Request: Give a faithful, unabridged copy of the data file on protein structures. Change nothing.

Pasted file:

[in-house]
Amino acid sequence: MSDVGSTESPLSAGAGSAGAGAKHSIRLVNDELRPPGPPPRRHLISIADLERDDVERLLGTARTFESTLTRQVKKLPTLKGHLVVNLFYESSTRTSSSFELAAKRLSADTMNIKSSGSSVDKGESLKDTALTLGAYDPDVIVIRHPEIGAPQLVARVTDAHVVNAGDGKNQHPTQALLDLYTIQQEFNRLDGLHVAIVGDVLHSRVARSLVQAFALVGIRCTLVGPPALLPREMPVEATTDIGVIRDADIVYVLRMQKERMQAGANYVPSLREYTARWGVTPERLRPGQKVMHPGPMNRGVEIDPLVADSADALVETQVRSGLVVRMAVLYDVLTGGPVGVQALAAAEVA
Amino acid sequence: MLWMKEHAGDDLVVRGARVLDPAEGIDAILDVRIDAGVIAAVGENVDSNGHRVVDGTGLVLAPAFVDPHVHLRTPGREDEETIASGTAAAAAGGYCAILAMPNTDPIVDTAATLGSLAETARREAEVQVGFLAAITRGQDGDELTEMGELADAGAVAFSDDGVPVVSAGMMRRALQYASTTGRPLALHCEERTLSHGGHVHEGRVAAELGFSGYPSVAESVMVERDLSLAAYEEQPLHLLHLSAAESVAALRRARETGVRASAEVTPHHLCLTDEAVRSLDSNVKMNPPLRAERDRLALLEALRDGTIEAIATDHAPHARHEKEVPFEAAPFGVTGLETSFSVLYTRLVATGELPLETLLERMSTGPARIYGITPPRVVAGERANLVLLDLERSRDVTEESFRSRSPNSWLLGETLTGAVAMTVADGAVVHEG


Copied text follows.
[in-house]
Amino acid sequence: MSDVGSTESPLSAGAGSAGAGAKHSIRLVNDELRPPGPPPRRHLISIADLERDDVERLLGTARTFESTLTRQVKKLPTLKGHLVVNLFYESSTRTSSSFELAAKRLSADTMNIKSSGSSVDKGESLKDTALTLGAYDPDVIVIRHPEIGAPQLVARVTDAHVVNAGDGKNQHPTQALLDLYTIQQEFNRLDGLHVAIVGDVLHSRVARSLVQAFALVGIRCTLVGPPALLPREMPVEATTDIGVIRDADIVYVLRMQKERMQAGANYVPSLREYTARWGVTPERLRPGQKVMHPGPMNRGVEIDPLVADSADALVETQVRSGLVVRMAVLYDVLTGGPVGVQALAAAEVA
Amino acid sequence: MLWMKEHAGDDLVVRGARVLDPAEGIDAILDVRIDAGVIAAVGENVDSNGHRVVDGTGLVLAPAFVDPHVHLRTPGREDEETIASGTAAAAAGGYCAILAMPNTDPIVDTAATLGSLAETARREAEVQVGFLAAITRGQDGDELTEMGELADAGAVAFSDDGVPVVSAGMMRRALQYASTTGRPLALHCEERTLSHGGHVHEGRVAAELGFSGYPSVAESVMVERDLSLAAYEEQPLHLLHLSAAESVAALRRARETGVRASAEVTPHHLCLTDEAVRSLDSNVKMNPPLRAERDRLALLEALRDGTIEAIATDHAPHARHEKEVPFEAAPFGVTGLETSFSVLYTRLVATGELPLETLLERMSTGPARIYGITPPRVVAGERANLVLLDLERSRDVTEESFRSRSPNSWLLGETLTGAVAMTVADGAVVHEG